The construction sector has weathered the pandemic storm with a strong rise in activity. The third quarter of 2020 saw the total value of building permits issued on Vancouver Island rebound to $681.6 million, or 40 per cent above the second quarter of 2020.
“Construction has, from the get go, been one of the most resilient sectors on Vancouver Island because it’s been able to persevere and work through, right from day one,” says Rory Kulmala, CEO of the Vancouver Island Construction Association. “The industry has made very quick adjustments to the workflow, to how the projects are run, to safety on the site”
The BTY Market Intelligence Report 2021 forecasts a three to five per cent escalation in B.C.’s construction activity in 2021 through energy and major infrastructure projects and government stimulus.
“There were a number of mixed-use projects that were happening in the region, particularly where you have multi-[residential] coupled with commercial purposes,” says Kulmala. He cites CRD developments like University Heights and Harris Green for making up a significant percentage of the permits — four such multi-use developments can account for close to $200 million in permits.
This gain came mainly from non-residential permits. Residential building permits edged three per cent, higher over the second quarter but decreased 13 per cent compared to the third quarter of 2019.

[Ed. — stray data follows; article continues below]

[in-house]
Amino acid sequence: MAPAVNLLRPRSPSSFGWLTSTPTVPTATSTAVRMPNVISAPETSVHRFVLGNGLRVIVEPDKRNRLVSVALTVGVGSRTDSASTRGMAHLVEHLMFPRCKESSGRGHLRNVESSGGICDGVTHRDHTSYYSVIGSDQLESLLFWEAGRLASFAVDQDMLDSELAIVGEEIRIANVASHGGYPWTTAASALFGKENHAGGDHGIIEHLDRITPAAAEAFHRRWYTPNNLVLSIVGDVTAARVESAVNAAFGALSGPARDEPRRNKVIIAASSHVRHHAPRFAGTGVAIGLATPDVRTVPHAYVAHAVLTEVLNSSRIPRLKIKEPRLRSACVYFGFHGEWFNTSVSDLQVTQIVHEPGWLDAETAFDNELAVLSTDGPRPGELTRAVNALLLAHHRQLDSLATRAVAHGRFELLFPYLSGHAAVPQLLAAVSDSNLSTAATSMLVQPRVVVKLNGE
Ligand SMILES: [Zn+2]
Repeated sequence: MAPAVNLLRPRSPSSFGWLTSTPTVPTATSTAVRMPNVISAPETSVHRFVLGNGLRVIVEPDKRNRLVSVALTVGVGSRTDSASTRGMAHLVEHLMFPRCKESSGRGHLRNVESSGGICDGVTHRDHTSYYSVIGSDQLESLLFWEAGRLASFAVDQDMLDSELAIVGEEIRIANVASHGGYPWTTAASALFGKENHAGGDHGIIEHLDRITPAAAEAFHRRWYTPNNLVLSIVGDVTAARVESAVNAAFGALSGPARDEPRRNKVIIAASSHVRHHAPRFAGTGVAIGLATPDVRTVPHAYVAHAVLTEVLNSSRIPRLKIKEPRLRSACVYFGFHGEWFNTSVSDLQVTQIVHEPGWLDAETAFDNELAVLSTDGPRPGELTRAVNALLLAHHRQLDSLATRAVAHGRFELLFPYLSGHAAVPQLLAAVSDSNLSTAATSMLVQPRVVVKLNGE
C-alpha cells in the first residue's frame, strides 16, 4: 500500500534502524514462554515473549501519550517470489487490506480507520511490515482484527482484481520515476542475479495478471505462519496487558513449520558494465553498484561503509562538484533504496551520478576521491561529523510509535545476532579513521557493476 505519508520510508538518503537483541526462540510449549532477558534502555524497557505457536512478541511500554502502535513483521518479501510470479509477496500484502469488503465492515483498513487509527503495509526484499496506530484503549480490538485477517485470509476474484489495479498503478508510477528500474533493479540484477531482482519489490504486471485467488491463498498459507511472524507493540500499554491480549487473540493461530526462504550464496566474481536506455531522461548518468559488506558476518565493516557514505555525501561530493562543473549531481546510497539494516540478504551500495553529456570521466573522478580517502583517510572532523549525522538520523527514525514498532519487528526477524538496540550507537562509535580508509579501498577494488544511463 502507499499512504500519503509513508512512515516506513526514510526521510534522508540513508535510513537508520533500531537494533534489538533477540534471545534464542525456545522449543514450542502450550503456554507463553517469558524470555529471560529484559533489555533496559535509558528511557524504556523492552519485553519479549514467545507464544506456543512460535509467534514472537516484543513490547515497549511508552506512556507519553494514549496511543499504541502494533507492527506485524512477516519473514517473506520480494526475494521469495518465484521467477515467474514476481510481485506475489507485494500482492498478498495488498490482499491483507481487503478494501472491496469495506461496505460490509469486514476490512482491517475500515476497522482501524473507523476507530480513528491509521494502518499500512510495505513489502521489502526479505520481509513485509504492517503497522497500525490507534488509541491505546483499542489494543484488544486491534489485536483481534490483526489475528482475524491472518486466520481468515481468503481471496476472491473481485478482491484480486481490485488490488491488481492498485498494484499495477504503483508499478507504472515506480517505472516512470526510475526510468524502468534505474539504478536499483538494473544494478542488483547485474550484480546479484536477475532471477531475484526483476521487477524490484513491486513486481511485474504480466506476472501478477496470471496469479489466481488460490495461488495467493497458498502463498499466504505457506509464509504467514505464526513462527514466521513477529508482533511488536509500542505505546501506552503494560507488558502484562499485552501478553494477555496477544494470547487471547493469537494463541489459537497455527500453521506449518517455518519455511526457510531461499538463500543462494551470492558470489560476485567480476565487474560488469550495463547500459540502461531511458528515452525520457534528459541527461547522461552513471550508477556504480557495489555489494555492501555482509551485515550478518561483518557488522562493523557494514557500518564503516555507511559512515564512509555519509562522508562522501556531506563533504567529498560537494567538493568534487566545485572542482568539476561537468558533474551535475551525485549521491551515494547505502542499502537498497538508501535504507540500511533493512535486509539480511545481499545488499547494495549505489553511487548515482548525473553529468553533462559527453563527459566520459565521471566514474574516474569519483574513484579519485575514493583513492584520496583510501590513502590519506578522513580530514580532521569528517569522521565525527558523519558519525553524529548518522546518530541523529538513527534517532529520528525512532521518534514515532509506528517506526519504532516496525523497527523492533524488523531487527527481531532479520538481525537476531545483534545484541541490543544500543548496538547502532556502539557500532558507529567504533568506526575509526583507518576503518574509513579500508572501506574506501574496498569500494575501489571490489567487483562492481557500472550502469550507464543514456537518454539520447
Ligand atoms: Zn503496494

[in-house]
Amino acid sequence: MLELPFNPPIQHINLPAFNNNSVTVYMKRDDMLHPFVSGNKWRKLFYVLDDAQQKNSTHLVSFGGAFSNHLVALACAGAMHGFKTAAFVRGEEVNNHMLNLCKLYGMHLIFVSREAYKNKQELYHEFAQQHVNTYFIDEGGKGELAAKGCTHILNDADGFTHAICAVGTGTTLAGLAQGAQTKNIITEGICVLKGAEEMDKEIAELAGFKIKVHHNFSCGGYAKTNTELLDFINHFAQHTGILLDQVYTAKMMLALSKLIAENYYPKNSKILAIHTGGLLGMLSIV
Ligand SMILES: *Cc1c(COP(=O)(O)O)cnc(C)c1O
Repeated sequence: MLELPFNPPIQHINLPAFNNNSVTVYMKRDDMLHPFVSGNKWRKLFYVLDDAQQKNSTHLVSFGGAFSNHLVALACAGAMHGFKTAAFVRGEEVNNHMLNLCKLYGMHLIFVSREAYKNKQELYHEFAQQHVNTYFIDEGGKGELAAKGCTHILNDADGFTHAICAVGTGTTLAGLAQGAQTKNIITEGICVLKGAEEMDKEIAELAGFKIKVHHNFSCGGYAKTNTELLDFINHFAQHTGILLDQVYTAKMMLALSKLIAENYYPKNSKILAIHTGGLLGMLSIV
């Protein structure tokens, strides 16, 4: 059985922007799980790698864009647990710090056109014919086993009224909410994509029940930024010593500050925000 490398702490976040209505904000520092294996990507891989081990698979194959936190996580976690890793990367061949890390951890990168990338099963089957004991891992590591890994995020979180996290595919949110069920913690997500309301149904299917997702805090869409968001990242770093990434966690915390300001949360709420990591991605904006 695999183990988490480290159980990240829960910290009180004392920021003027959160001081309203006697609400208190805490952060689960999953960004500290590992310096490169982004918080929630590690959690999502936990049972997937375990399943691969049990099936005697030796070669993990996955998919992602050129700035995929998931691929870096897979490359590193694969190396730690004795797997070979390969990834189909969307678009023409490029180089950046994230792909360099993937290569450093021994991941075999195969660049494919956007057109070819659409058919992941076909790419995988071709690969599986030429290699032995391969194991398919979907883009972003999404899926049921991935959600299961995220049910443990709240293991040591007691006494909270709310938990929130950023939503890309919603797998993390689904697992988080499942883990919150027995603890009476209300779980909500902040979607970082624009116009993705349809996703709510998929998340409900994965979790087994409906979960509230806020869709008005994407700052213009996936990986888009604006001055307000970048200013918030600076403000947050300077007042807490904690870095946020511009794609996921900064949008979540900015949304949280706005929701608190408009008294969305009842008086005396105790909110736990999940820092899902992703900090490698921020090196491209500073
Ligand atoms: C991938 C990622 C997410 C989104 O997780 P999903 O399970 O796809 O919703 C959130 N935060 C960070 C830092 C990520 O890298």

The highest increases in residential building activity were seen in Powell River (363 per cent), Comox Regional Valley (123 per cent) and Mount Waddington Regional District (216 per cent). “That’s just consistent with what we’ve been seeing,” says Kulmala. “You know, the past trends in those areas up-island are a real attractive place for residential.” Trends within those permits were for renovations and multi-family new builds.
“I generally look at the Island to say, you know, are we seeing a peak that we did about four years ago? We’re not quite seeing that, but we’re still seeing a level that would suggest that we’re in a very demanding market for housing, and that’s evidenced by the vacancy rates that we’ve seen up and down the Island. Victoria’s very low; it’s still creeping around that one per cent.”
BC Assessment’s 2021 property assessment shows single family house prices up five to 10 per cent, with the largest increases in Colwood (nine per cent) and Metchosin (10 per cent).
The first three months of lockdown caused a major backlog in planning permissions in many municipalities where internal processes took time to adjust to the restraints of working from home.
“We have municipalities that have gone from a paper based system to completely online with tracking systems. We also have municipalities who have not innovated in any way and essentially giving off the impression that they’re closed for business,” says Kerriann Coady, CEO of the Canadian Home Builders’ Association — Vancouver Island. “A tremendous amount of accolades goes to those municipalities that have been innovative in working with the industry.”